Decadal-scale Evolution of the Subtropical Climate and Hydrography During High-frequency Climate Oscillations of the Last 70.000 Years

Frank Sirocko (GeoForschungsZentrum Potsdam, 14473 Potsdam, Germany; ph. +49 30 1332; fax. +49 30 1302; email. sirocko@gfz-; Michael Staubwasser (GeoForschungsZentrum Potsdam, 14473 Potsdam, Germany; ph. +49 30 1347; fax. +49 30 1302; email.; Dirk Leuschner (GeoForschungsZentrum 14473 Potsdam, Germany; ph. +49 30 1347; fax. +49 30 1302; email.

Atmospheric temperature variations during oxygen isotope stage 3 in the Greenland ice cores reveal flickering oscillations with periods of about 1450- and 3000 years, the Dansgaard-Oeschger cycles. These cycles also occurred in the intermediate water ventilation of the equatorial Pacific. We now find the entire suite of Dansgaard- Oeschger cycles also in the bidecadal-resolution dust and upwelling record from deep-sea sediments of the Arabian Sea, northern Indian Ocean. Apparently, the hydrography and climate of the North Atlantic, Indian Ocean and Pacific followed a very similar general structure over the entire last 70,000 years. Unfortunately, possible minor phase differences cannot be resolved with the precision of available dating methods.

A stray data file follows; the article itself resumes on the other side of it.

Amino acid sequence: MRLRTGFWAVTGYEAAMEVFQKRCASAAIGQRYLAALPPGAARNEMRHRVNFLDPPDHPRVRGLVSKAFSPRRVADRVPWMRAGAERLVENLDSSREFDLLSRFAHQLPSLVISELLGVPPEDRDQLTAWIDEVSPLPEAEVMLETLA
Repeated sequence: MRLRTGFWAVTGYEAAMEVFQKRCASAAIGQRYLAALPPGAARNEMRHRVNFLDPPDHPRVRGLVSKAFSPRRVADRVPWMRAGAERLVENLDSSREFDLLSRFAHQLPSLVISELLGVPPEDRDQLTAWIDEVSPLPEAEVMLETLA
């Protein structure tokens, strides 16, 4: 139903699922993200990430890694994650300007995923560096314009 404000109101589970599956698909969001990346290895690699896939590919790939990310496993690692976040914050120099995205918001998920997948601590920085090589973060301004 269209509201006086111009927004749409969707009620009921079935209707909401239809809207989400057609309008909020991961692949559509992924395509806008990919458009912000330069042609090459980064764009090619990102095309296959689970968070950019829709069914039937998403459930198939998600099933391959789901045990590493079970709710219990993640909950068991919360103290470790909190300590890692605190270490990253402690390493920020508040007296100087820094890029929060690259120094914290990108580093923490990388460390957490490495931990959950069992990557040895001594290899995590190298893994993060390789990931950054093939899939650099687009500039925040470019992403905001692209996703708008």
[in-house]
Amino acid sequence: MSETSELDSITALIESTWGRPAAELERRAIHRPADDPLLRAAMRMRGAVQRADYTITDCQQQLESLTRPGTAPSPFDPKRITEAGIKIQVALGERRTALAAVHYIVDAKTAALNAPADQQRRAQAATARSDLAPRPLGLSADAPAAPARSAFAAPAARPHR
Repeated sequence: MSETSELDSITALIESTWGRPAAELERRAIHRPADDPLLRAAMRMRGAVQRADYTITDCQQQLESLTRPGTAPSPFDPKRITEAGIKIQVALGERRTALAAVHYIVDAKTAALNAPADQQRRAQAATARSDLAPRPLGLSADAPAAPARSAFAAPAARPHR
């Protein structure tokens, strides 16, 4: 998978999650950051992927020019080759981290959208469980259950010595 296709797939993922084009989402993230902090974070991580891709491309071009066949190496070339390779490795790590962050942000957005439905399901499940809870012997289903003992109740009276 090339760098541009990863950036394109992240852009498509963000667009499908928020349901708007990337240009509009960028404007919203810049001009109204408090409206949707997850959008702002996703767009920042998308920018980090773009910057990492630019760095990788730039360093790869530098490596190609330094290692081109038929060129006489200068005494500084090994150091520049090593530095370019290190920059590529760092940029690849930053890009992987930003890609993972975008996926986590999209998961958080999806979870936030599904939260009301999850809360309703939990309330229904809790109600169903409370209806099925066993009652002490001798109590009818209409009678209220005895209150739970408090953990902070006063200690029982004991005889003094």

To further aproach the question of synchroneity and cause-and- effect relationships (possible leads and lags) between climate events in the three oceans we study laminated sediments of the early Holocene from the northern Indian Ocean, equatorial Pacific and northern Europe. In particular, the main Asian monsoon intensification at about10,000 cal-yrBP is also documented in the Santa Barbara Basin as a short aridity pulse in the vegetation of southern California, coinciding with the Preboreal to Boreal transition in the vegetation of Northern Europe.

Within the precision of dating the temperature over Europe, the strength of the Indian Ocean monsoon and ventilation of the Pacific intermediate water masses followed coeval patterns, and thus forcing. The laminated lake and ocean records from Europe, Indian Ocean and equatorial Pacific reveal cyclicities with 6-, 11-, 210-year oscillations at the high-frequency end of the spectrum, indicating forcing by either El-Nino anomalies, solar variability, or the north Atlantic oscillation.